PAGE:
Ordering of Surplus Government 1911s from CMP Begins Today, Sept. 4th!

Time to submit your order form to CMP! Don’t dawdle! (Photo: CMP)

Today, Sept. 4, 2018, is the day folks!  Ordering for the surplus 1911s from the Civilian Marksmanship Program (CMP) has begun and will continue until Oct. 4, 2018.  You have precisely one month to get your ducks in a row and submit your order form to CMP for the chance to purchase one of the 8,000 available pistols.

How this works is that each submission will be fed into a “computerized Random Number Generator on 5 October 2018,” says CMP.  That generator will spit out a list of names in a sequential order and those at the top of the list or with the lowest number will be contacted first to select their grade of pistol.  Remember there are three grades of pistols available: Service Grade, Field Grade and Rack Grade.

Per CMP:

  • Service Grade $1050. Pistol may exhibit minor pitting and wear on exterior surfaces and friction surfaces. Grips are complete with no cracks. Pistol is in issuable condition.
  • Field Grade $950. Pistol may exhibit minor rust, pitting, and wear on exterior surfaces and friction surfaces. Grips are complete with no cracks. Pistol is in issuable condition.
  • Rack Grade $850. Pistol will exhibit rust, pitting, and wear on exterior surfaces and friction surfaces. Grips may be incomplete and exhibit cracks. Pistol requires minor work to return to issuable condition.

CMP also has “Auction Grade” 1911s, but those will not be part of the raffle.  Those will be up for auction and the market will dictate the price.  As CMP says, “Note: If you have already purchased a 1911 from CMP you will not be allowed to purchase an auction 1911. If you purchase an auction 1911, your name will be pulled from the sequenced list. No repeat purchasers are allowed until all orders received have been filled.”

SEE ALSO: Touring the CMP: A Look into the First Batch of M1911s

It’s important to fill out the order packet over the next 30 days because even if you’re not chosen, you’ll be in line already for the next go-around.

“Customers with higher numbers may have fewer grades from which to choose. When this year’s allotment of 1911s is exhausted, the remaining orders will be held in the existing sequence for all future allotments of 1911s. The CMP does not know what future allotments might be,” says CMP.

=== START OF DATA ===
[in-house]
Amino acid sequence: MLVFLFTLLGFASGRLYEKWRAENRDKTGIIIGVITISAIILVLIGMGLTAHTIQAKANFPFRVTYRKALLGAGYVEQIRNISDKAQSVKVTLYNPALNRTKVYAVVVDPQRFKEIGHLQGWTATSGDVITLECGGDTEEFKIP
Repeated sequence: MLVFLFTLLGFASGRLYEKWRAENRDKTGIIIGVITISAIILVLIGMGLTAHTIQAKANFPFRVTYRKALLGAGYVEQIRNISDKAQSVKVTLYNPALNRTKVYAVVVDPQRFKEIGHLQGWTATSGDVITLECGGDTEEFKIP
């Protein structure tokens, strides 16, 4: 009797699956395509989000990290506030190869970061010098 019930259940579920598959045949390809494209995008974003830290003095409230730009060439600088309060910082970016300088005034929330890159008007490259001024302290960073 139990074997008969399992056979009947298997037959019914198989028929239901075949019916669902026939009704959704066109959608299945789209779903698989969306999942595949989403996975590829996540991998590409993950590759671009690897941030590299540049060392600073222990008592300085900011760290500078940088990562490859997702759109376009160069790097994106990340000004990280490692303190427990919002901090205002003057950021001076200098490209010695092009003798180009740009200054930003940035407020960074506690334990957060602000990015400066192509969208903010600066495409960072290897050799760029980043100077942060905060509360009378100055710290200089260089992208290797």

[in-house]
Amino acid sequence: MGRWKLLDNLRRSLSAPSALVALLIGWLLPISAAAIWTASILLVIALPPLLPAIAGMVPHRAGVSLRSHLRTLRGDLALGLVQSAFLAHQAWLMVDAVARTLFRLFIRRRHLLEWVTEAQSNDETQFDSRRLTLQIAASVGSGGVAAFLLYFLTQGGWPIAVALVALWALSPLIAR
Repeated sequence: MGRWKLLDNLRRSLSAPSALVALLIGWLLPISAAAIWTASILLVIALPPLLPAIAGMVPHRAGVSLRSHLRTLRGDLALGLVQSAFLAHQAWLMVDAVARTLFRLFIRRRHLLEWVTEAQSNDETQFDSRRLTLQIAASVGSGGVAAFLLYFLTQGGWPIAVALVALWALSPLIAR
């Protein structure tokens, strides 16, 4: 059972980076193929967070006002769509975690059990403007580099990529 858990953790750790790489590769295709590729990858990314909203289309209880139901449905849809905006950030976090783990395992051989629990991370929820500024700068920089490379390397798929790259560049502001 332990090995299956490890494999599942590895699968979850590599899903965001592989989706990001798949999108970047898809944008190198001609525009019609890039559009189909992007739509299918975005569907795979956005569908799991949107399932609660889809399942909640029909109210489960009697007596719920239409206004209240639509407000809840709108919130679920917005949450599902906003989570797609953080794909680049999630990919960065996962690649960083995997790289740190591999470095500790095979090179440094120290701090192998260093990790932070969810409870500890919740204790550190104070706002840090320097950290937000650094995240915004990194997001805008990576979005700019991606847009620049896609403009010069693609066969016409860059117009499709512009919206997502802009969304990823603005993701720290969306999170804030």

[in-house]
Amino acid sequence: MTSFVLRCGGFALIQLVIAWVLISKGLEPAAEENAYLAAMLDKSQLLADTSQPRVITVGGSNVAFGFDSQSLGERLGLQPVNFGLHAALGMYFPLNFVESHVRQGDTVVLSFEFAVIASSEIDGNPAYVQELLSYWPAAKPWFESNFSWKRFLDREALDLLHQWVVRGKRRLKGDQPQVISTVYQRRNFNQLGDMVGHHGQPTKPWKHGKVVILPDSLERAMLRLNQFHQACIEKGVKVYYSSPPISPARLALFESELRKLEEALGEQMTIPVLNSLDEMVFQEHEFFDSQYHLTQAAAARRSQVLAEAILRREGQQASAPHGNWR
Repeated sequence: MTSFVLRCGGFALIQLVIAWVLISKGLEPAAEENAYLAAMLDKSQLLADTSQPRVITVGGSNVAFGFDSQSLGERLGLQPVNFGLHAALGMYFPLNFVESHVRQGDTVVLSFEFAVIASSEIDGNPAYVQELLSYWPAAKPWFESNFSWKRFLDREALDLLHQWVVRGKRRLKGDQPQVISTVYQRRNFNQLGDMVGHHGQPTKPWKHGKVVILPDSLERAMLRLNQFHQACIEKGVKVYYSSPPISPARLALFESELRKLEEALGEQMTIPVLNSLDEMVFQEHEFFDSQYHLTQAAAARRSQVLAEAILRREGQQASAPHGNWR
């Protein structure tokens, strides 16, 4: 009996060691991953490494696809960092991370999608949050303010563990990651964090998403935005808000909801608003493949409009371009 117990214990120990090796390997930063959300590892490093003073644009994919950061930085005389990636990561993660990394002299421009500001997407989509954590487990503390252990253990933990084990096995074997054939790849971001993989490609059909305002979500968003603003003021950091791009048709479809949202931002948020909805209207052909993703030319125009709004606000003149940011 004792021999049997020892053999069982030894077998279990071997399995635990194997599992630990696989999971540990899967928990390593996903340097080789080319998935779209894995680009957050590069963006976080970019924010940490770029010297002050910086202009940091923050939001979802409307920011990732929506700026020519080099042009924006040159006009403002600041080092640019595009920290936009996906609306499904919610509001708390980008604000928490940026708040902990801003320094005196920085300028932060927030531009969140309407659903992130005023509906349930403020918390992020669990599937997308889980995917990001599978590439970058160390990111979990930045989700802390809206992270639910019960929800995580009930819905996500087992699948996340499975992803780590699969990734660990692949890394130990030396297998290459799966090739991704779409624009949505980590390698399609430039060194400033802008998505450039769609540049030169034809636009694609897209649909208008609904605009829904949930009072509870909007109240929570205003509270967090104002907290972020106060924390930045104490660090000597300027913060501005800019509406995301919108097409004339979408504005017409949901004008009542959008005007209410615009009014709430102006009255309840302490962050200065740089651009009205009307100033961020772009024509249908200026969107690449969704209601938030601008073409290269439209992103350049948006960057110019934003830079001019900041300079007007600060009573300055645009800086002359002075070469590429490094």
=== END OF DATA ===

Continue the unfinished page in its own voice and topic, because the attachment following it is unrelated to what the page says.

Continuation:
CMP requires that you fill out all the relevant paperwork, including FFL information, while also providing proof that you are a U.S. Citizen, a member of a CMP-affiliated club and a participant in marksmanship or other firearm-related activity (e.g. a competitive shooter or a licensed concealed carrier).  Not a member of a CMP-affiliated club?  CMP provides a searchable database of clubs in your area that you can potentially join, some for as cheap as $25.

Here is a link to the complete “fillable” (meaning you can type in your info as opposed to printing it and filling it out by hand) order form along with instructions.  Good luck!  And remember, the deadline is Oct. 4th, 2018.  Don’t dawdle!

For questions or additional information visit TheCMP.org.

About the author: S.H. Blannelberry is the News Editor of GunsAmerica.

{ 41 comments… add one }
  • LesBrigance August 21, 2020, 10:23 am

    I’d like to own one of those worn out .45 cal 1911 pistols for memories sake but I certainly would never Fire the thing.
    To insure safety I would remove the Firing Pin from the weapon. I’ve used several of those .45s in Real Life in the USMC & they were badly worn in the late 60s.
    And WHY is GOA publishing this stuff from 2018? It is after all 2020 in case GOA is not aware of it!

  • Vegas Kid January 11, 2019, 5:10 pm

    Thought these government surplus 1911s would be an opportunity to pick up one at a reasonable price. Boy was I naïve. I can get a new Series 70 Government Model 1911 from Colt for $899 with no crazy paperwork.

  • Hawkeye September 11, 2018, 3:27 pm

    Does anyone know the process cmp used to set price. Is this pricing a wag.

  • FirstStateMark September 10, 2018, 1:01 pm

    The greatest generation paid for those guns in hard earned tax dollars. Now you ripping off their kids to repay for them. Are you out of your fucking mind?!

  • Kevin cotton September 9, 2018, 3:03 am

    I’d buy two if I could. One to shit on and another to cover it up!

  • Michael September 9, 2018, 2:24 am

    Nuckin Futs!

  • MattKcc September 9, 2018, 12:19 am

    What a joke heck no what would I do with an old beat to death 1911. No reason the army went with a new gun was the 1911’s were plumb worn out. Now bring back a bunch of M1 carbines sitting overseas and I’ll get out my wallet.

    • LesBrigance August 21, 2020, 10:28 am

      I’d also love to buy one (or two or three)
      of those M-1s even if they’re worn ’cause they’ll be physical memories to pass on to family & future generations.

  • Max Hoyle September 8, 2018, 6:26 pm

    Just why in the world would I, or any body, pay so much for an worn out, rusty old pistol with all the hoops that you have to jump thru, when at local gunshows they have basic, brand new 1911’s from 2 or 3 different manufacturers for $400 or less? Thats just foolish, when they sold surplus firearms 30 years ago they went for $15 OR $20 according to I think it was Larry Kelly who made custom jobs out of them!

  • AMIGO September 8, 2018, 5:19 pm

    I have had a Remington-rand 191212 A1 since my dad got it for me at Christmas about 67 years ago. He paid $25 for it. It still shoots very well. .If you can hold it on target you can shoot 1 hole. I carried it as a deputy in addition to a lightweight Star PD which also shot very well for 24 years!!

  • missourisam September 7, 2018, 8:06 pm